Food & Drink

Dirty dining: Roach at the yogurt shop. Rats at the pizza place. That wasn’t all inspectors found

A statewide look at Florida’s top restaurant violations for 2017-18

Restaurant inspections ensure food retail establishments are in compliance with state sanitation and food safety procedures. Here are the top ten violations inspectors found between 2017-18 in Florida restaurant kitchens.
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Restaurant inspections ensure food retail establishments are in compliance with state sanitation and food safety procedures. Here are the top ten violations inspectors found between 2017-18 in Florida restaurant kitchens.

According to the latest inspection report of Manatee County, several restaurants had evidence of pests living on site.

A handful of Bradenton-area eateries were cited for holding food at unsafe temperatures.

Here’s what inspectors found:

Fratello’s Chicago Pizzeria, 7110 Cortez Road W., Bradenton

  • An inspector observed approximately five rodent droppings near a kitchen entrance. A restaurant operator discarded the droppings and cleaned the area.
  • Tomatoes, multiple servings of deli meat, cooked sausage, Swiss cheese, American cheese, butter, shredded cheese, pasta, vodka sauce, and marsala gravy were cold held at temperatures greater than 41 degrees. Several of the items had been held overnight and were voluntarily discarded. The others were iced down or relocated for rapid cooling.
  • Warewashing solution exceeded the maximum concentration allowed. Corrective action was taken.
  • There was an encrusted material on a can opener blade. Corrective action was taken.
  • No soap was provided at an employee handwash sink at the bar. Corrective action was taken.

BEHIND OUR REPORTING

Why did we report this story?

Each week, the Bradenton Herald reviews data of restaurants that have been recently inspected in Manatee County. Local public health departments regularly inspect businesses serving food to ensure restaurants and other food retail outlets are following safe food handling procedures.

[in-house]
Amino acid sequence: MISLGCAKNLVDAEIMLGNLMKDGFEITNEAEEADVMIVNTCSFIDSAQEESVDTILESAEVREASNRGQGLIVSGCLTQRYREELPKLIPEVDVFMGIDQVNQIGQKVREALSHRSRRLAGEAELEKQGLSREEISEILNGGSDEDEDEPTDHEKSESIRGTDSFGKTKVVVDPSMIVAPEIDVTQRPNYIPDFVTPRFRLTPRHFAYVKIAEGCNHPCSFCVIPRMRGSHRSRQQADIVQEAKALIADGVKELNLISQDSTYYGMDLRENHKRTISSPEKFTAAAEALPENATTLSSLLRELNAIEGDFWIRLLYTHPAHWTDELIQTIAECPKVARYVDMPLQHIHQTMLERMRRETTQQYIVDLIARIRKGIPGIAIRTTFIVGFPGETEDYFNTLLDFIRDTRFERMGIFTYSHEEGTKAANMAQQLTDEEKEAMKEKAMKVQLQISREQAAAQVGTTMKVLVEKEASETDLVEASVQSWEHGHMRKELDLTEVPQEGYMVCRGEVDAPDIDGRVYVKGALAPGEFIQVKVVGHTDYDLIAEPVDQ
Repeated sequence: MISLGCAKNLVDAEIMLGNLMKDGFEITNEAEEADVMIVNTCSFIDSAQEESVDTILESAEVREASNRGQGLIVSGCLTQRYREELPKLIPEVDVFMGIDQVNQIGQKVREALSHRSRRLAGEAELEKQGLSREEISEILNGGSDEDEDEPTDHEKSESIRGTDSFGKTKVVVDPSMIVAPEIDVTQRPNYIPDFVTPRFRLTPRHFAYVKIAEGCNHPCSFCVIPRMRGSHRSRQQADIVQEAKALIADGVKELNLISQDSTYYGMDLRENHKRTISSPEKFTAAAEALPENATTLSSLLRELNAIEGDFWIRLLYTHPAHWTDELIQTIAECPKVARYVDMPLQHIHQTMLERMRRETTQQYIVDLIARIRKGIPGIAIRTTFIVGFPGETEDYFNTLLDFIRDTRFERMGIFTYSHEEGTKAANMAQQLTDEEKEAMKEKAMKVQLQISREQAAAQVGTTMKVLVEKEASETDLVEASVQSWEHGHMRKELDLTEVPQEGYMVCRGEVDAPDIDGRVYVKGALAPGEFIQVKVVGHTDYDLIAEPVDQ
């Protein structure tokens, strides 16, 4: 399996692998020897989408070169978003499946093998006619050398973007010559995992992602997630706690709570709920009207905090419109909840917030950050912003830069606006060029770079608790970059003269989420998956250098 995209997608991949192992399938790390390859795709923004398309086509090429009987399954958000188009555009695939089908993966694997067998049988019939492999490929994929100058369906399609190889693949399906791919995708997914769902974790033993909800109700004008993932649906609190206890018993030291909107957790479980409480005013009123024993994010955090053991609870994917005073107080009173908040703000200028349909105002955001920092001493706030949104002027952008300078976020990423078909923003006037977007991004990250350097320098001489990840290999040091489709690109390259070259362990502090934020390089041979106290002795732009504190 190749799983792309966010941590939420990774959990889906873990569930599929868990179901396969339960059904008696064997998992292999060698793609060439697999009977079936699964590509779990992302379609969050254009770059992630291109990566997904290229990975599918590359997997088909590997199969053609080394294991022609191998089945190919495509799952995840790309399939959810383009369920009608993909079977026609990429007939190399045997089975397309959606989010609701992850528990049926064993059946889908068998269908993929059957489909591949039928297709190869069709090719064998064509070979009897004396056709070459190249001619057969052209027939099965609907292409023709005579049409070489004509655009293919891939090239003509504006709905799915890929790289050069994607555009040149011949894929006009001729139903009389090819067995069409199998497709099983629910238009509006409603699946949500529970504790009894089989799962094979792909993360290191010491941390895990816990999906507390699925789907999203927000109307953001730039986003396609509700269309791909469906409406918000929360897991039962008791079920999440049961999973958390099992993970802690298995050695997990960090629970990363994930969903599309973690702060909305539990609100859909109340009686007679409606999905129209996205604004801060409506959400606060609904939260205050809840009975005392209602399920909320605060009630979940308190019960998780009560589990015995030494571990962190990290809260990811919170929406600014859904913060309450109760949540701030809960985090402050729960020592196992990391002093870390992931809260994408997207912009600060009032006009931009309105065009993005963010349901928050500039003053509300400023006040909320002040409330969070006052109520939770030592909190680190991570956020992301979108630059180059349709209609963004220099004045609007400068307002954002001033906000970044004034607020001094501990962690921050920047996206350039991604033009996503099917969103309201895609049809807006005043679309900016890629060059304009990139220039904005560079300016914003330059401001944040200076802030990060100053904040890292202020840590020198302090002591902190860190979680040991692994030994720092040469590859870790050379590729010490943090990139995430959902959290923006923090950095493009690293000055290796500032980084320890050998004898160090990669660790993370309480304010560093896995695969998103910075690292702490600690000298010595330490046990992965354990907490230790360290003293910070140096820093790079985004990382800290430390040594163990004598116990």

Yogurt Mountain, 1526 Cortez Road W., Bradenton

  • An inspector observed at least one live roach. A roach was killed and discarded.
  • Approximately six flying insects were observed on site.
  • Cookies and cream yogurt, birthday cake yogurt and tart yogurt were cold held at temperatures greater than 41 degrees. A stop sale was issued for the frozen yogurts, and a restaurant operator lowered the temperature at the cooling unit.
  • A manager lacked proof of food manager certification, and no other certified food service manager was employed at the location.
  • No probe thermometer was at hand to measure the temperature of food products.

Sea Star Cafe, 11544 Palmbrush Trail, Bradenton

  • Raw fish was thawing at room temperature on a counter. It was moved to a walk-in cooler.
  • Cut tomatoes, tomatoes, feta cheese, liquid eggs, cut spinach, tuna salad, fish fillet and ground meat were cold held at temperatures greater than 41 degrees.
  • In-use tongs were stored on an equipment door handle between uses. Corrective action was taken.
  • There was grease accumulated around a fryer.
  • A spray bottle containing a toxic substance was not labeled. Corrective action was taken.
  • An employee drink was stored on a food preparation table. Corrective action was taken.

Mountain Comforts Coffee Cafe, 3550 53rd Ave. W., Bradenton

  • Cut tomatoes, cooked sausage, turkey, ham, corned beef hash, egg wash, coleslaw, liquid eggs, cut lettuce and cooked sausage were cold held at temperatures greater than 41 degrees. A stop sale was issued, and a restaurant operator discarded the foods.
  • An open container of milk was not properly date-marked. Corrective action was taken.
  • A handwash sink was used as a dump sink for ice. Corrective action was taken.
  • No written procedures were available for use of time as a public health control to hold potentially hazardous food. Cooked onions and raw eggs were being held at room temperature with no process in place. An inspector provided the proper paperwork.
  • Two jugs of oil were stored on the floor near the cook line. The oil was shelved.

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Editor’s Note: According to the Florida Department of Business & Professional Regulation, these reports are a “snapshot” of the conditions present at the time of the inspection and are public record. The agency is required to inspect every licensed restaurant at least once per year, but new and “high-risk” establishments tend to be inspected more frequently.

When an emergency shutdown order is given by an inspector, it must first be reviewed and approved by agency supervisors. In order for a business to reopen, an inspector will continue visiting the establishment daily until compliance is met. Some citations may include a financial penalty. Inspectors may also respond to complaints, which can be filed here.

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